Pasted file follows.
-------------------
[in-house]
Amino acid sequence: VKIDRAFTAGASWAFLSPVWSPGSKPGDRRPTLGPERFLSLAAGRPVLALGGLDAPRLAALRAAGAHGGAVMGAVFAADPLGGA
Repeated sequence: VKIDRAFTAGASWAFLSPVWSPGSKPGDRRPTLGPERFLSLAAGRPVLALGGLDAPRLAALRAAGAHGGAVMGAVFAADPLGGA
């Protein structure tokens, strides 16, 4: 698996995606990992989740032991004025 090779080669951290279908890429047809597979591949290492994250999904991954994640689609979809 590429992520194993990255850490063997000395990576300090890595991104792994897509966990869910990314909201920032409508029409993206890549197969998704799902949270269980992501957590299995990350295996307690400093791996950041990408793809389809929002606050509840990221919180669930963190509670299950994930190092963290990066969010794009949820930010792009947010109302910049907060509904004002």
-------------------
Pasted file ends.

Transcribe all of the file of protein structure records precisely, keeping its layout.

[in-house]
Amino acid sequence: VKIDRAFTAGASWAFLSPVWSPGSKPGDRRPTLGPERFLSLAAGRPVLALGGLDAPRLAALRAAGAHGGAVMGAVFAADPLGGA
Repeated sequence: VKIDRAFTAGASWAFLSPVWSPGSKPGDRRPTLGPERFLSLAAGRPVLALGGLDAPRLAALRAAGAHGGAVMGAVFAADPLGGA
């Protein structure tokens, strides 16, 4: 698996995606990992989740032991004025 090779080669951290279908890429047809597979591949290492994250999904991954994640689609979809 590429992520194993990255850490063997000395990576300090890595991104792994897509966990869910990314909201920032409508029409993206890549197969998704799902949270269980992501957590299995990350295996307690400093791996950041990408793809389809929002606050509840990221919180669930963190509670299950994930190092963290990066969010794009949820930010792009947010109302910049907060509904004002």